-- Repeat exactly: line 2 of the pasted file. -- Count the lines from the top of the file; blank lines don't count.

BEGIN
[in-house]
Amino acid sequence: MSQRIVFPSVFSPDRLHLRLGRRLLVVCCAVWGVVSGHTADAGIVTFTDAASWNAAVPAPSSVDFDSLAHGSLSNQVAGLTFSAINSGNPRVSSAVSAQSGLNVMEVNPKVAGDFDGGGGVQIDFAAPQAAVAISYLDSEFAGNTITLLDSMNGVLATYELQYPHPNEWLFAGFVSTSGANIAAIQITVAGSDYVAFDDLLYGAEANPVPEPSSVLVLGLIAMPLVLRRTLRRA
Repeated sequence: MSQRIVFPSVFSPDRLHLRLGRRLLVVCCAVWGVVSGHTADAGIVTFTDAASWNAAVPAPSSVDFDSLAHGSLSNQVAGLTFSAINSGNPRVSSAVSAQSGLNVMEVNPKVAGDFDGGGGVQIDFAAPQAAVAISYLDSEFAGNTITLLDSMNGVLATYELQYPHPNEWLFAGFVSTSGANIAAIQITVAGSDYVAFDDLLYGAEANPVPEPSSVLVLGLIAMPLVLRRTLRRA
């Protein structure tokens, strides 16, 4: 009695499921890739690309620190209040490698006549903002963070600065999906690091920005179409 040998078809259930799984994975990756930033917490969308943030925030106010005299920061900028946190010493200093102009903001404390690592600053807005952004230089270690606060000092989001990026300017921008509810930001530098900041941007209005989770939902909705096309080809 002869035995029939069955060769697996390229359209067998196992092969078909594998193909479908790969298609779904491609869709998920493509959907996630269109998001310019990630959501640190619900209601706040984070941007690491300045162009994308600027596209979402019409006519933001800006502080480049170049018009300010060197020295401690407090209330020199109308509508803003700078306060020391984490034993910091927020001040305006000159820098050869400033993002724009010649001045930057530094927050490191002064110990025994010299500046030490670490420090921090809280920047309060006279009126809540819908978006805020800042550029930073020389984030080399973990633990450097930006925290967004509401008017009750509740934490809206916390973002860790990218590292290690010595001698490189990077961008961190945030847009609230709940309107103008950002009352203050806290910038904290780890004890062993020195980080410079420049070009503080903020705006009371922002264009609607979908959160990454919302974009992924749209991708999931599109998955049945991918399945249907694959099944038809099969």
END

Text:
Amino acid sequence: MSQRIVFPSVFSPDRLHLRLGRRLLVVCCAVWGVVSGHTADAGIVTFTDAASWNAAVPAPSSVDFDSLAHGSLSNQVAGLTFSAINSGNPRVSSAVSAQSGLNVMEVNPKVAGDFDGGGGVQIDFAAPQAAVAISYLDSEFAGNTITLLDSMNGVLATYELQYPHPNEWLFAGFVSTSGANIAAIQITVAGSDYVAFDDLLYGAEANPVPEPSSVLVLGLIAMPLVLRRTLRRA